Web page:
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Now that I am finally getting the hang of web desingering and CSS, is HTML 5 and CSS3 going to come along and make my knowledge irrelevant?
January 11, 2012 1:03 PM   Subscribe

Now that I am finally getting the hang of web desingering and CSS, is HTML 5 and CSS3 going to come along and make my knowledge irrelevant?

I was admittedly very late to the web design game and am now wondering how much of my knowledge if any is about to become irrelevant with the advent of HTML5 and CSS3.

Expert help?
posted by Senor Cardgage to Computers & Internet (7 answers total) 11 users marked this as a favorite
 
Not at all. CSS3 is just slightly more powerful than it's predecessors and HTML5 means some new elements have been added and some removed to make your markup slightly more expressive and semantic-y.

The major change is JavaScript and how it's going to replace Flash and other technologies for interactive stuff, even heavy duty omg-i-thought-we-needed-desktop-apps-to-do-this stuff. Then there's server-side JavaScript and stuff like node.js where things really start to get awesome.
posted by Foci for Analysis at 1:15 PM on January 11, 2012 [1 favorite]


It will not become irrelevant. There will be some new things to learn.
posted by millipede at 1:15 PM on January 11, 2012


I forgot to mention JavaScript libraries such as jQuery that are pretty much mandatory to know about. Basically they act as an abstraction layer that take care of tedious "low level" code, cross platform compatibility, etc. Amazing time savers, these are.
posted by Foci for Analysis at 1:21 PM on January 11, 2012


None of that knowledge will become irrelevant, but you need to accept that technologies evolve and that there is no point at which you can say that you know it all. Everyone is a different distance from the bleeding edge. As long as you keep using the skills you've learned, and keep on learning a little bit here and there, you'll be in great shape.
posted by le morte de bea arthur at 1:52 PM on January 11, 2012


accept that technologies evolve and that there is no point at which you can say that you know it all.

Oh its not that. Its just that I just now finally got my grasp on it and still have a way to go til its second nature.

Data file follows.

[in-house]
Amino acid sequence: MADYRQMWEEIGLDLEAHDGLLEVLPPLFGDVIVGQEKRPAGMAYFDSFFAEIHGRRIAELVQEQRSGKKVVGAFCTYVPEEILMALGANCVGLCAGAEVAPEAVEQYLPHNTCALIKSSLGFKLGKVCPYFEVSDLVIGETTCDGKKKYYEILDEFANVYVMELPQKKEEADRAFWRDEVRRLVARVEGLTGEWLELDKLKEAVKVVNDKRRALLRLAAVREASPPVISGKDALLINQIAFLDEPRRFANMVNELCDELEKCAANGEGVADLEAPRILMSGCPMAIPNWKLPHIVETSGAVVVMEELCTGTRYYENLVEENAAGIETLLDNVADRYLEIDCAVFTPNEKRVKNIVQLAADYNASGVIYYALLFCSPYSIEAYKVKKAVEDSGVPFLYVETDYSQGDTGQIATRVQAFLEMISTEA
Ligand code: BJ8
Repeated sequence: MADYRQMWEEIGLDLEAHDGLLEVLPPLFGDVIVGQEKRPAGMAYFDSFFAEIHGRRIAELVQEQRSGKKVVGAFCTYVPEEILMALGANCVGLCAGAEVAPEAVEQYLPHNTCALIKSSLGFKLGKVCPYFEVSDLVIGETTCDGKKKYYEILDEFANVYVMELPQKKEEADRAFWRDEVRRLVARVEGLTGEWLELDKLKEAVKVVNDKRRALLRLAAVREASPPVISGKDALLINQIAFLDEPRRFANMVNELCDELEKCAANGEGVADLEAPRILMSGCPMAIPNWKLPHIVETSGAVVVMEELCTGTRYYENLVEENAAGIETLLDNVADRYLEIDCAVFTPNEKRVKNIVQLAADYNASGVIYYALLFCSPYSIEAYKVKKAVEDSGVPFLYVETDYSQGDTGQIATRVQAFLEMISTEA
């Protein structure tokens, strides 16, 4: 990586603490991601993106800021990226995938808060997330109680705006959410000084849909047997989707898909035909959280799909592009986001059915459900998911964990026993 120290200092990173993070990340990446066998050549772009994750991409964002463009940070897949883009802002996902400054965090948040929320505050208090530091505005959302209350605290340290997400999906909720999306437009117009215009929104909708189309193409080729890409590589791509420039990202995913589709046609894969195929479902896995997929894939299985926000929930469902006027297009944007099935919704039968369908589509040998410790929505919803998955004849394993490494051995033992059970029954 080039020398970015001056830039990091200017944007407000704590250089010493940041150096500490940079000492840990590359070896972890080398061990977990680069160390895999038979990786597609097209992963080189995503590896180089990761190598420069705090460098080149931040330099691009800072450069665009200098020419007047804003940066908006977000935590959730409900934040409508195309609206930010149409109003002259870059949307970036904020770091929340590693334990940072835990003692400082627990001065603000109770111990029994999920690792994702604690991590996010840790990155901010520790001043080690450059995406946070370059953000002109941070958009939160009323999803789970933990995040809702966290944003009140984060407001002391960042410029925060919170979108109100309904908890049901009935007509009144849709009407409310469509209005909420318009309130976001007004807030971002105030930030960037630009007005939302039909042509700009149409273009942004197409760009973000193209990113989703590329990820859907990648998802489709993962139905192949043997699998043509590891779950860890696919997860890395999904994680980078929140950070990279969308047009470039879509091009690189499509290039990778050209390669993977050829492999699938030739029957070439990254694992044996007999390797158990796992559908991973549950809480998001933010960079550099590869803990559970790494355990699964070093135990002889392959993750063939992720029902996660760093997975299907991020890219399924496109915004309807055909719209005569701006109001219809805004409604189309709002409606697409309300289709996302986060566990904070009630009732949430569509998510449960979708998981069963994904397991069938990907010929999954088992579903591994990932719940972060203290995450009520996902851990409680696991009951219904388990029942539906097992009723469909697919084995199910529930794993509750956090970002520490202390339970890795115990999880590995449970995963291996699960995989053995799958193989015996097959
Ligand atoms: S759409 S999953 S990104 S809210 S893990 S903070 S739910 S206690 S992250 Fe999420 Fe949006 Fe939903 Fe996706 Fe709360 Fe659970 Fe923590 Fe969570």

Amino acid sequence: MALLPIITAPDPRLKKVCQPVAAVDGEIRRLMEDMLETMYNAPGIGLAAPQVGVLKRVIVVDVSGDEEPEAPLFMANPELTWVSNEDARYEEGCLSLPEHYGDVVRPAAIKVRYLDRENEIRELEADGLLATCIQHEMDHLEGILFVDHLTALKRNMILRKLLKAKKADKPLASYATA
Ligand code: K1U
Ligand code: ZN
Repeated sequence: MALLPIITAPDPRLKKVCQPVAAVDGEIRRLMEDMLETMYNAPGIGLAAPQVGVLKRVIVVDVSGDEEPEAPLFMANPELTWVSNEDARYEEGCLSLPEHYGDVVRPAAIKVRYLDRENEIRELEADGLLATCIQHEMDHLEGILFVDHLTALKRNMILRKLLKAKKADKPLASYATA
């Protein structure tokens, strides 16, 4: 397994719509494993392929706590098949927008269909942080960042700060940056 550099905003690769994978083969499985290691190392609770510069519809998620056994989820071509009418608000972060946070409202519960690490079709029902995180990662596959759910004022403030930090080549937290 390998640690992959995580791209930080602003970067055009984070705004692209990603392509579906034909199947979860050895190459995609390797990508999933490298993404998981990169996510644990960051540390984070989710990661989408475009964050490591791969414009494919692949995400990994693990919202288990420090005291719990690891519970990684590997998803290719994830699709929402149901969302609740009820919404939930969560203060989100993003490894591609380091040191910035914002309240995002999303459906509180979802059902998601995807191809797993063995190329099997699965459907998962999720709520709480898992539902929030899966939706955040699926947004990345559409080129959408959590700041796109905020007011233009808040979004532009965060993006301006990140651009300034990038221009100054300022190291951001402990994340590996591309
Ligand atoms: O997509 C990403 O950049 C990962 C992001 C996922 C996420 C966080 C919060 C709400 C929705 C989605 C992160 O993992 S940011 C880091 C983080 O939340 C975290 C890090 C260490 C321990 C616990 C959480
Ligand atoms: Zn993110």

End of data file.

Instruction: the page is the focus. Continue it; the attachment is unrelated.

posted by Senor Cardgage at 2:02 PM on January 11, 2012


As other people have mentioned, your skills (and any HTML4/XHTML1.1 sites that you may have created) are not immediately redundant. You should just learn some of the new tools available to you, so that you can do things faster and in a better way.

At the very least, you should be using the HTML5 doctype now.

Read Dive Into HTML5.

The HTML5 flowchart is a fun little guide towards when to use the HTML5 elements.

Feel free to use something like CSS3Please to help you out with CSS3, but do try to learn them yourself too.
posted by Magnakai at 3:25 PM on January 11, 2012 [2 favorites]


Although it's been answered pretty well, I'll be a little more specific:

The first thing to know is that support for HTML5/CSS3 is slow in coming. Look at the compatibility tables on CanIUse.com to see what support is out there.

The next thing is that, for the most part, it just builds on what was there before. Support for CSS1/2 and older versions of HTML aren't going away. They will be around for a very very long time.

HTML -> HTML5: A few things change for HTML5, like the html tag is simplified, as are a few other tags. Otherwise it just adds some new tags, but doesn't get rid of any olds ones. Keep in mind that the HTML5 specification is still in development and will not be finalized for several years. At least.

CSS -> CSS3: Nothing you know about CSS changes with CSS3. CSS3 adds a bunch of new features, but they are sneaking out slowly and in batches. The CSS3 specification is also ongoing, but unlike HTML5, they're releasing it in sections. You'll see CSS definition like .rotate-45 {-webkit-transform: rotate(-45deg); -moz-transform: rotate(-45deg);} The -webkit and -moz prefix indicates that it's suggested but still not ratified yet. When it's official it will drop the prefix. (-moz = Firefox, -webkit: Safari and Chrome, etc.)

In short, you potentially just have a much larger vocabulary, but the grammer is exactly the same. However most HTML5/CSS3 features are not well supported in general use. Yet...
posted by Ookseer at 5:08 PM on January 11, 2012


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